known to have HIV infection, including easy access to condoms and other means of prevention, remains a critical component of HIV primary care.
Counselors may wish to directly address the risks of using viral load outcomes with their patients as a factor in considering high-risk behavior.
HIV-infected persons who use injection drugs should receive counseling on risks associated with sharing needles and paraphernalia and encouraged to enroll in drug rehabilitation programs. It must also be noted that the most
effective and successful prevention messages are those tailored to the individual. These messages are culturally appropriate, practical, and relevant to the person's knowledge, background, beliefs and behaviors. The message, the manner of delivery, and the cultural context may vary greatly depending upon the client.
HIV Prevalence Among Latino YMSM
A study conducted from 1994 to 1998 on 3,942 15-22 year old YMSM in 7 different cities found the following :
-The overall HIV prevalence rate for YMSM in this survey was 7.2% -Black, Latino, and Mixed-Race men were more likely to test HIV positive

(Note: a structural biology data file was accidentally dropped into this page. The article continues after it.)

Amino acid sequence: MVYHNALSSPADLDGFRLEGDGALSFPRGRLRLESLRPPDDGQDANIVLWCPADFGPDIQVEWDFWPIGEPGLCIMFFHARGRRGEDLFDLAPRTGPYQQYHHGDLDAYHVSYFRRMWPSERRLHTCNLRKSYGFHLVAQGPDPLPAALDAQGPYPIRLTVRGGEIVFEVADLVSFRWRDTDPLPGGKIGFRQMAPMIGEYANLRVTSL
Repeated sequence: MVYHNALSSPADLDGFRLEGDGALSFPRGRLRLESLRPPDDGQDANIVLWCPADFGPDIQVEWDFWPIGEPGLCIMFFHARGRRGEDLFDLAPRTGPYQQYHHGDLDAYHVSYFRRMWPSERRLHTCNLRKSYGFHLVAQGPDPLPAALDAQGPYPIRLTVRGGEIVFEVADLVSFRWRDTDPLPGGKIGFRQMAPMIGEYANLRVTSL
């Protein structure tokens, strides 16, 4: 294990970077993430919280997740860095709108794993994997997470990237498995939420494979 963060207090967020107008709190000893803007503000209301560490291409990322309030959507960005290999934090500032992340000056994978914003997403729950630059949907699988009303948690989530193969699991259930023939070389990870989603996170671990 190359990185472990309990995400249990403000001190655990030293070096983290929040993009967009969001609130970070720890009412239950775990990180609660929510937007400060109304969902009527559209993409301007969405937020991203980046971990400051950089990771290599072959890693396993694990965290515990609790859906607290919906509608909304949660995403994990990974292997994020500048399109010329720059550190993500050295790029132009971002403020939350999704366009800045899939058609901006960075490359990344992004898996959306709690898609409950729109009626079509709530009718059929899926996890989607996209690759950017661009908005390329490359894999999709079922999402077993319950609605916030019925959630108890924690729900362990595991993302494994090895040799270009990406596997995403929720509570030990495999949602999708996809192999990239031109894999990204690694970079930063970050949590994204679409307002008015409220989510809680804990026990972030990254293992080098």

..3.3% of white men tested positive, while 6.9% of Latino YMSM had contracted HIV.. the subgroup men of mixed race," who tested positive at a rate of 12.6%, is likely to include many Latinos.
Related Risk Factors
-The prevalence of unprotected anal sex (receptive and insertive) was 41%
-Latinos were more likely to get regularly or semi-regularly tested for HIV than every other group except Whites
-Gay-identified Latino MSM living in poverty and subjected to racism and homophobia are more likely to engage in high-risk sexual behavior and have higher rates of HIV
Interestingly, this study found that those YMSM who get tested for HIV regularly are more likely to contract HIV; those who test more frequently also tend to more regularly engage in unprotected sex. These findings seem to be primarily indicative of several possibilities: First, it seems to indicate that people who get tested more often feel that they need to get tested more
often, that they are more likely to engage in risky behavior than those who get tested infrequently or not at all. Second, it seems to point to the ineffectiveness of post-test counseling, in getting people not to engage in
highly risky behavior.
Lastly, despite that youth account for half of all new HIV cases in the United States, less than a quarter of all HIV prevention programs are designed or funded to address the needs of those youth who need it most, namely youth of color, homeless and runaway youth, recent immigrants, and YMSM.